Dumped On By An Anti-Dumping Investigation

E-Bikes Direct and our fellow low cost electric bike sales companies are being dumped on from a great height. In 2017 a group of European electric bike manufacturers complained to the European Commission that Chinese companies are flooding the market with subsidised e-bikes and components and they say this is injuring their business.

Published: Thursday 26 April 2018

Electric Bike Anti Dumping Investigation E-Bikes Direct

We are being Dumped On by an ‘Anti-Dumping’ Investigation.

E-Bikes Direct and our fellow low cost electric bike sales companies are being dumped on from a great height. In 2017 a group of European electric bike manufacturers complained to the European Commission that Chinese companies are flooding the market with subsidised e-bikes and components and they say this is injuring their business.

What rubbish – as we will see in the next three blogs, everyone is doing well in the electric bike market as demand for them rockets. One of the complainants has had a 90% increase in business which is hardly being injured. The reason they are taking us on is to stop competition, but in actual fact this action could hurt e-bike sales as a whole and stop this fantastic technology from having the impact on transportation that it has the potential to do.  

Part 1 – Just What is Being Dumped?

The European Bicycle Manufacturers Association (EBMA) lodged a complaint that cheap Chinese e-bikes and components were being imported into the EU in excessive amounts and that this would damage their business.

In a statement, the EBMA Secretary General Moreno Fioravanti alleged, "Imports into the EU of e-bikes from China increased from virtually zero in 2010 to a level likely over 800,000 in 2017."

E-Bikes Direct have joined a group of e-bike importers called the Collective of European Importers of Electric Bikes (CEIEB) – 21 companies from seven countries across the EU – who are contesting the EBMA allegations. Regarding this claim, we stated:

“Should the statistics however refer to the Chinese export code HS 8711901010, then it must be considered that this code covers “electric self-moving vehicles”, which is a far larger category than simply e-bikes. It also includes for example electric hoverboards, electric skateboards, electric scooters, electric monowheels, self-balancing vehicles, etc. This may well distort both export volumes and average price.”

In short, the 800,000 figure applies to all sorts of electric vehicles and toys – not just e-bikes. The data submitted by the EBMA is flawed.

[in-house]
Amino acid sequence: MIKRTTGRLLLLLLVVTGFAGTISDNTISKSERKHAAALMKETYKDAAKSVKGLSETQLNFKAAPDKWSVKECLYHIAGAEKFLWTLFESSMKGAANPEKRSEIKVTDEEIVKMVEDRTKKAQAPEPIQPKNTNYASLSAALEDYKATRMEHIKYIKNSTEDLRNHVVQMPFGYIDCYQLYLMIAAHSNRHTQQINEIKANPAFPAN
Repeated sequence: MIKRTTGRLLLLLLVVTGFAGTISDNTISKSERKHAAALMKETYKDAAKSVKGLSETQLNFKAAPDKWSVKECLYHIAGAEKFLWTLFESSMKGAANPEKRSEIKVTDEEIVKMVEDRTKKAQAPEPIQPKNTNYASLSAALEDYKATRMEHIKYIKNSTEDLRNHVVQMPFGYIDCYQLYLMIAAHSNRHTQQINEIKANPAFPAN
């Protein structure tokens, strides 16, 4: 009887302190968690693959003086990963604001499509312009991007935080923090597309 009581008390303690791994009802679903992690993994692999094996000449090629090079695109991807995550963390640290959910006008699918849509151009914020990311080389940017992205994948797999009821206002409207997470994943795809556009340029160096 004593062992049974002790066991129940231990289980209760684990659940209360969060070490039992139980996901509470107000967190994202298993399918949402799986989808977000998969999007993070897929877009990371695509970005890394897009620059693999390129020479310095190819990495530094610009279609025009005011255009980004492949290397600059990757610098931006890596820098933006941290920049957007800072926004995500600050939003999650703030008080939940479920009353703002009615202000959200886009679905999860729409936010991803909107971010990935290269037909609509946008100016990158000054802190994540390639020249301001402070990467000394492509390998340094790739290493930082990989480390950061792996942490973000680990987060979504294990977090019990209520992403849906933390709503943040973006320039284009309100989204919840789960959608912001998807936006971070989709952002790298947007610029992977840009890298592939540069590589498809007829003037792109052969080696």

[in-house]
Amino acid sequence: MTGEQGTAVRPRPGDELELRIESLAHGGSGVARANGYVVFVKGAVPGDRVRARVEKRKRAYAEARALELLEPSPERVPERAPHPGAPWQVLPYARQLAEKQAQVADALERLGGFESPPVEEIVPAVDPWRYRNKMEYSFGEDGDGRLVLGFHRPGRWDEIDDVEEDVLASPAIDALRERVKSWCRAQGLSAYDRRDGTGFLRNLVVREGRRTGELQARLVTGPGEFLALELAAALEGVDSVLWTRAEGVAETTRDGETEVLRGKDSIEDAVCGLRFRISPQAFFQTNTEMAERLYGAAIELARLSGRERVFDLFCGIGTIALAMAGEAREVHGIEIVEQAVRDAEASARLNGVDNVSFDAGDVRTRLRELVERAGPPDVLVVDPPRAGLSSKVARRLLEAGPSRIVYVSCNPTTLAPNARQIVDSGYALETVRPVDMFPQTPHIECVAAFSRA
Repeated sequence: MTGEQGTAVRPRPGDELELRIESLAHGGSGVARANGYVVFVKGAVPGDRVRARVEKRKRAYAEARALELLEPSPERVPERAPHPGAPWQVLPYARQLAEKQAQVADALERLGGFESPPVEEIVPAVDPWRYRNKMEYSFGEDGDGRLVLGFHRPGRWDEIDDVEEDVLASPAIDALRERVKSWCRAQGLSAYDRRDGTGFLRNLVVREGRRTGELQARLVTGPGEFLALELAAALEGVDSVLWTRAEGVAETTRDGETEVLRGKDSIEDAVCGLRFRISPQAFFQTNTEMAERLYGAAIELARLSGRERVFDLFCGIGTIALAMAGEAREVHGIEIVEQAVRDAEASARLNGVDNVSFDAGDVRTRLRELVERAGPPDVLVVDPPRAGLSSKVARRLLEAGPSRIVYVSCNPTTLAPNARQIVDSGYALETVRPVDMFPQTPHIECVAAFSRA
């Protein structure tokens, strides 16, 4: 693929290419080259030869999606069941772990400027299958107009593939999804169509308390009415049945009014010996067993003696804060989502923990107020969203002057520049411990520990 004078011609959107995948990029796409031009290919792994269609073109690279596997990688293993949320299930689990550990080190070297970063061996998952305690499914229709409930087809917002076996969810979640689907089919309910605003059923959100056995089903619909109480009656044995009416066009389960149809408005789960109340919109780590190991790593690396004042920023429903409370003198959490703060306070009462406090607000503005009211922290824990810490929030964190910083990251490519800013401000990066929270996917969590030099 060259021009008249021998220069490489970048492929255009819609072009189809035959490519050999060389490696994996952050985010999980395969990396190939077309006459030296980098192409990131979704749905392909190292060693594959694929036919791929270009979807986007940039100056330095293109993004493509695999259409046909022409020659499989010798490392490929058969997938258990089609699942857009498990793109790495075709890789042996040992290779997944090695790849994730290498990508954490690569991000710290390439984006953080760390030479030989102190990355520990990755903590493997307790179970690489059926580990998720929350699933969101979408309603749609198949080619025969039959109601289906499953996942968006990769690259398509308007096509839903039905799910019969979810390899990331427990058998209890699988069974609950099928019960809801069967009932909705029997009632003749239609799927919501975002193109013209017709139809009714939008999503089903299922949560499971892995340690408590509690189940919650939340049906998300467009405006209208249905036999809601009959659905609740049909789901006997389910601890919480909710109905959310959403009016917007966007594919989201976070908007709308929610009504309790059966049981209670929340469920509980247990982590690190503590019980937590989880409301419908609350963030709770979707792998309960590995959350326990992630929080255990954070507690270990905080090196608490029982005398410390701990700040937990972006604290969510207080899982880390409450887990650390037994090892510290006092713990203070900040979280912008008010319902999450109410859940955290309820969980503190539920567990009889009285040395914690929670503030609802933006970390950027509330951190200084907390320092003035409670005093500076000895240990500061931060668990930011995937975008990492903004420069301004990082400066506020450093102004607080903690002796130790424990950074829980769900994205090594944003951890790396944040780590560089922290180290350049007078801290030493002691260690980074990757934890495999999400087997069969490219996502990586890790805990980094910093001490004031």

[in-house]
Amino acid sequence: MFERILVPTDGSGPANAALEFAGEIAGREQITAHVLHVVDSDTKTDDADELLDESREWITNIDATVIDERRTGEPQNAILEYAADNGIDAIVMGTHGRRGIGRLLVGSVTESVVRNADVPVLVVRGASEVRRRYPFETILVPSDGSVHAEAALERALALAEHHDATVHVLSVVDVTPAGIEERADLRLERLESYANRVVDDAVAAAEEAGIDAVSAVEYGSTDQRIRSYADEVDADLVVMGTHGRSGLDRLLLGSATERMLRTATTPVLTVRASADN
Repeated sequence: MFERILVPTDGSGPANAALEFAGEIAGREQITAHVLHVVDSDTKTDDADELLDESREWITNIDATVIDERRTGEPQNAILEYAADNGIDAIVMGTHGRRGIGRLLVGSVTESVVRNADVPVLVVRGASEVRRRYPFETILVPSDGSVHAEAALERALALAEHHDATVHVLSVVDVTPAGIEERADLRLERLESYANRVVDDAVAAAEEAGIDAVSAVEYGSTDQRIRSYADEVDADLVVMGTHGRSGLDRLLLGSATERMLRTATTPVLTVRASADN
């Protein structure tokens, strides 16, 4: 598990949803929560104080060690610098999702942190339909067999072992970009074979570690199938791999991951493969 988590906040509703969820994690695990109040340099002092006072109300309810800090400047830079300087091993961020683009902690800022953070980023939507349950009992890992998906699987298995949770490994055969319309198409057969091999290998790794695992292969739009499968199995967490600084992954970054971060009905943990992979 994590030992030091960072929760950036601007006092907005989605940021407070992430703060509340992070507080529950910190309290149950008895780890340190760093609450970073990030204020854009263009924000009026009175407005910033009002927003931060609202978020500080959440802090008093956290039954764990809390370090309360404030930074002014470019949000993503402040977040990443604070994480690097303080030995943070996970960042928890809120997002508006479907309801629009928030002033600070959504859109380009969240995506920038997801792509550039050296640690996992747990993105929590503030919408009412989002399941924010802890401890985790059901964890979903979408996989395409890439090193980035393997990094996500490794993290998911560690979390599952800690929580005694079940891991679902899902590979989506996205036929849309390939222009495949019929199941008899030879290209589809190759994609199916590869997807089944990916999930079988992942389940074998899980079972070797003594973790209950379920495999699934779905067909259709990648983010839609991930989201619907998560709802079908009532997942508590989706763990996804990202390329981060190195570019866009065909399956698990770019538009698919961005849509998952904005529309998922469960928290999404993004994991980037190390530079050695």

What Is Dumping?

You may have run into things like steel being ‘dumped’ in the US and EU by China. This is where state supported industries are deliberately sending goods and materials to a target country or economic bloc such as the EU at costs well below that which can be made in the import country, and which could ultimately destroy the manufacturing industry in that target. China has been dumping steel in the EU and this has all but wrecked the British steel industry.

The EU has stringent anti-dumping laws and should a complaint be made and it investigates there could be severe consequences for the companies doing the dumping. According to the European Union website:

“These measures are usually in the form of an 'ad valorem' duty. Other measures that can be applied include a fixed or specific amount of duty or, in some cases, a minimum import price. 

Price undertakings may also be accepted instead of anti-dumping duties. This is where the exporter agrees not sell products in the EU at prices below a minimum amount.” 

At E-bikes Direct this could mean that it would be impossible to sell our cheapest models at a price you would want to pay for them. One of those models is the Byocycle City Folding Electric Bike for £679, and competes well with a nice little traditional bicycle that you might use for short runs into town and back – and is less than 10% of the cost of a car you might use to do the same runs.

Injury?

The EBMA made the allegations that the industry was being ‘injured’ by the large numbers of dumped electric bikes. We showed to the European Commission that:

“In the considered period, electric bike consumption in the EU increased by 55%. Growing demand resulted in sales for both the EU producers and importers to go up. Sales by EU producers supporting the complaint increased by 45% in the period considered. Furthermore, employment in EU industry also improved: with 9% in 2015 and with almost 12% in 2016”.

Among the winners in the EBMA was a European bike manufacturing giant which saw e-bike sales turnover increase by 90% in the period when the dumping claims are being made. What sort of injury are they suffering to see their gross income grow by almost triple digits?

Another issue with this is that the European e-bike industry makes in most cases extremely expensive machines. Lower priced e-bikes made in Europe are comparable in price to Chinese e-bikes but are honestly not as good as the ones made in China and once more their factories do not have the capacity to meet the demands of the growing European e-bike market.

Expect to pay £1750 or more for our base Raleigh electric bike models such as one of the Raleigh Captus machines. Someone with £2000 in their wallet and a clear conscience isn’t looking at the same machine as someone who might stretch to a £700 e-bike. That isn’t unlike someone with enough money for a Porsche looking at a Ford Fiesta as their main car. While having four wheels and an engine, they aren’t in the same market. Why then are the Porsche equivalent European companies attacking the Ford Fiesta equivalent e-bike companies? Over the next few articles we will look at this in detail and attempt to ask why…

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